Thanksgiving should not be a consumer holiday

Thanksgiving should not be a consumer holiday

Maura Freeman, Staff Writer

I’ve never really understood the concept of “Black Friday”. It seemed like a waste. We follow a day dedicated to being thankful—heavy emphasis on the “ful” from the crazy amount of mashed potatoes we just consumed—with a day of buying everything we want not 24 hours later.

That said, I went Black Friday shopping for the first time this year, and I couldn’t have been more excited. The prospect of finding sales at Target and Michael’s had me anxious to get through Thanksgiving dinner. However, despite my own enthusiasm for a good sale, I still find the notion of Black Friday a bit cray-cray.

This year, Americans didn’t wait even a day for that sweet deal on a flat-screen-TV-and-microwave combo. Stores moved their Black Friday sales forward a day, and appropriately deemed the occasion, Gray Thursday. People went nuts.

Families rescheduled their traditional family dinners so that they could get in the front of the line at Best Buy. Some skipped the Thanksgiving festivities altogether!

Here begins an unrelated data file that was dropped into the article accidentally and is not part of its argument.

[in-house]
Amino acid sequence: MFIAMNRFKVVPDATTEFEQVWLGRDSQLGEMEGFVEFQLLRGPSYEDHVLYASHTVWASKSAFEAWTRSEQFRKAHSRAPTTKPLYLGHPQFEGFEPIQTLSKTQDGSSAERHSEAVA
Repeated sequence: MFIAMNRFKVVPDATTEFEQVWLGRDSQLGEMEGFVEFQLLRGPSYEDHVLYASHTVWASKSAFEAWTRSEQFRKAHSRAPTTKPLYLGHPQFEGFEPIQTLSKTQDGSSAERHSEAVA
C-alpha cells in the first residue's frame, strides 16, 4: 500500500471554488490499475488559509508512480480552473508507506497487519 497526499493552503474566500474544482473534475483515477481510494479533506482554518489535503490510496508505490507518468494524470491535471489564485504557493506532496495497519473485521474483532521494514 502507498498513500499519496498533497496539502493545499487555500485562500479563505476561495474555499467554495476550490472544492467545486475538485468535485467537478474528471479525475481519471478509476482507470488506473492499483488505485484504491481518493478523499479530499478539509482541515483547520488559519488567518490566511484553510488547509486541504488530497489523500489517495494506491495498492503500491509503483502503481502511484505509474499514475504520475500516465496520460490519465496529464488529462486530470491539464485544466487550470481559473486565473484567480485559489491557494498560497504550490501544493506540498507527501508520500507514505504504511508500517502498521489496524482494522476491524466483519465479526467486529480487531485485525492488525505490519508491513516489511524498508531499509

Having seen the craziness of Gray Thursday, I’ve determined that American consumerism is at an all-time high, and economic desperation has finally stooped to a new low. This has been coming for a while. We should have noticed the signs. I mean, we already have a Cyber Monday… we may as well make it a long-weekend sale, right?

How did I spend “Gray Thursday”? I got up early, helped to prepare a massive dinner, and proudly ate that massive dinner with my equally massive family. We played games, shared photos, and even complained about how full we all were—just as my family has done every Thanksgiving Thursday for the last few decades.

What we didn’t do was pile into the minivans and drive to Best Buy—because we understand that Thursday is for being thankful for great family and great food… not for getting the best deal.

We reserve that for Black Friday.